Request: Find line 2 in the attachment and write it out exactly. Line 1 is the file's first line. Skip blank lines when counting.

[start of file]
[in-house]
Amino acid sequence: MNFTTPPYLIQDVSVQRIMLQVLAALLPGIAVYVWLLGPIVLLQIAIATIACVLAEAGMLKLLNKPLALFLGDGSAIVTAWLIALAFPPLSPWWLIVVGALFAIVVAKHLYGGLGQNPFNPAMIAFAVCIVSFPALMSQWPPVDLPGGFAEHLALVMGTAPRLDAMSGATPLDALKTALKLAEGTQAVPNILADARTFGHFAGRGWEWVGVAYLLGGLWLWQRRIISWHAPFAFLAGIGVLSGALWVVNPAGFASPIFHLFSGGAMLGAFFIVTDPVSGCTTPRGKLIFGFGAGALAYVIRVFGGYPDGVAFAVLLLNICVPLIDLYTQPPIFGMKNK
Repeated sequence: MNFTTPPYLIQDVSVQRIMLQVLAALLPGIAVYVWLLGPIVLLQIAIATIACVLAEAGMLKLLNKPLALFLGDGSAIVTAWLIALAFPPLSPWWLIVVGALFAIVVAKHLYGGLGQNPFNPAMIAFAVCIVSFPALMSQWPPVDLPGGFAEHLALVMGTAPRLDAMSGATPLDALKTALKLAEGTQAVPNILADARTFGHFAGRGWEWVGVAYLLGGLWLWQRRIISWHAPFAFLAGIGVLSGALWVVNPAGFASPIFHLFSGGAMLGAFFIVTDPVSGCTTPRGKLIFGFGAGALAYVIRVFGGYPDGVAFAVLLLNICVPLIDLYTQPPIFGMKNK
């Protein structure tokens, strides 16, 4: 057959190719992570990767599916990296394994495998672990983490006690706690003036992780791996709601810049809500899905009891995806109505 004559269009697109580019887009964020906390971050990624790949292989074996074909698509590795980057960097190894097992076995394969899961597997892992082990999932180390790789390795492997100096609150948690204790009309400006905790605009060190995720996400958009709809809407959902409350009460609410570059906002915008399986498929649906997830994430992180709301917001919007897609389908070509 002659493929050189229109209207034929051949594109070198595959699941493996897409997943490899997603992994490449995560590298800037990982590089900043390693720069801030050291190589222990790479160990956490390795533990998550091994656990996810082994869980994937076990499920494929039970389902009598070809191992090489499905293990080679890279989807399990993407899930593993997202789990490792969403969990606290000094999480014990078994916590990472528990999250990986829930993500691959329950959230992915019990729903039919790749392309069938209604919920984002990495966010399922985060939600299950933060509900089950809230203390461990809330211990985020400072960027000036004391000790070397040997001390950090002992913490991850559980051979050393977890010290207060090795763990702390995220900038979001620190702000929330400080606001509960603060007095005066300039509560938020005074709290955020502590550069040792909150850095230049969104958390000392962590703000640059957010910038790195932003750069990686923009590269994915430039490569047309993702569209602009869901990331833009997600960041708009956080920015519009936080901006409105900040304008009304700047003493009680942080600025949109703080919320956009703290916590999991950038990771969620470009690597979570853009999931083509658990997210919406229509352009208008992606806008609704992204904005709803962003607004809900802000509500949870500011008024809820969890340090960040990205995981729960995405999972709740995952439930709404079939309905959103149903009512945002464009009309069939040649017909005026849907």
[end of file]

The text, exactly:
Amino acid sequence: MNFTTPPYLIQDVSVQRIMLQVLAALLPGIAVYVWLLGPIVLLQIAIATIACVLAEAGMLKLLNKPLALFLGDGSAIVTAWLIALAFPPLSPWWLIVVGALFAIVVAKHLYGGLGQNPFNPAMIAFAVCIVSFPALMSQWPPVDLPGGFAEHLALVMGTAPRLDAMSGATPLDALKTALKLAEGTQAVPNILADARTFGHFAGRGWEWVGVAYLLGGLWLWQRRIISWHAPFAFLAGIGVLSGALWVVNPAGFASPIFHLFSGGAMLGAFFIVTDPVSGCTTPRGKLIFGFGAGALAYVIRVFGGYPDGVAFAVLLLNICVPLIDLYTQPPIFGMKNK